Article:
The Sunday Times

January 8th, 2012

Don’t sneer, pretty prigs, we don’t all get beauty free

There are few spectacles more ridiculous than the British public in one of its periodic fits of priggery, to borrow a thought of Lord Macaulay’s. Cosmetic surgery, recently in the news because of a leaky breast implant scandal, can be relied on to bring the prigs out in force. Last week the press and the blogosphere were buzzing with people anxious to condemn any female who was decadent and feeble-minded enough to want to have a better bosom or to be dissatisfied with her appearance at all.

So far from sympathising with unfortunate women who are neither rich enough nor well informed enough to stay out of the clutches of the worst of the beauty bandits, they said with one voice that if these women’s implants were leaking, it served them right. Opinion was divided as to what, if anything, the National Health Service should do about it, but there was an unmistakable note of schadenfreude.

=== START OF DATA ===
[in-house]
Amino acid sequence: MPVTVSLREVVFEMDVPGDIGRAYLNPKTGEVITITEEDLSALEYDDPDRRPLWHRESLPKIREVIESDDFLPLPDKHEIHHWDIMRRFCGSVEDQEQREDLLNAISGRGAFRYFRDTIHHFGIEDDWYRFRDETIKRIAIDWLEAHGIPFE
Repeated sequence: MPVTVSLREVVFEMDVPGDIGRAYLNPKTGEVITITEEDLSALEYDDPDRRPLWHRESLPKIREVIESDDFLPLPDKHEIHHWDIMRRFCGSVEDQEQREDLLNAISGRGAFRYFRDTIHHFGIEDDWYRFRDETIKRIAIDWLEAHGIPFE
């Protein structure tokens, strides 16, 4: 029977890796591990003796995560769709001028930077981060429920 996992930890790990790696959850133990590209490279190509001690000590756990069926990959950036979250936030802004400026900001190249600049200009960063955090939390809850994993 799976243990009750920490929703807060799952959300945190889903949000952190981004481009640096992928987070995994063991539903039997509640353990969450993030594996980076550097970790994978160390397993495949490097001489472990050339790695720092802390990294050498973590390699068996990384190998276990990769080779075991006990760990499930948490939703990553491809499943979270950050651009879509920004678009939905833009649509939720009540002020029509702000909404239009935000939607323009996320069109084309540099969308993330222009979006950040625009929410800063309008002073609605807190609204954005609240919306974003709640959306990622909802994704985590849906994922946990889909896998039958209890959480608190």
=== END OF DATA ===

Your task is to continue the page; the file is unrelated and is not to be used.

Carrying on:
Downmarket prigs have enjoyed regaling each other over the blogosphere with the cry of “tough titty”. Upmarket prigs showed an equally silly complacency and wilful misunderstanding of the human condition. Cristina Odone in The Daily Telegraph came straight out and said that if a vanity breast job goes wrong, that’s just tough, although of course she didn’t say titty. And she dismissed the preoccupation with their appearance that drives women to consider cosmetic surgery of any kind as “neurotic vanity”.

In The Times Alice Thomson said breast enhancement is quite unnecessary given the availability of the “great bra”; it can’t be blamed on men or sex, she believes, but is really about “competition between women, a one-upgirlship and an obsessive quest for airbrushed physical perfection”. Roald Dahl’s Matilda and JK Rowling’s Hermione, she opined, would never have a nose job.

This all seems to me quite astonishing — a wilful and condescending dismissal of some of the plainer facts of life. Cosmetic intervention — or having work done, as Californians say — is as old as civilisation for a very simple reason: beauty, like youth with which it is so closely entwined, is power. Everyone who is honest must admit that. Being born beautiful, or even just quite attractive, confers all kinds of advantages upon both sexes. There are countless studies showing that pretty children get better responses from adults, more attention at school and develop more confidence.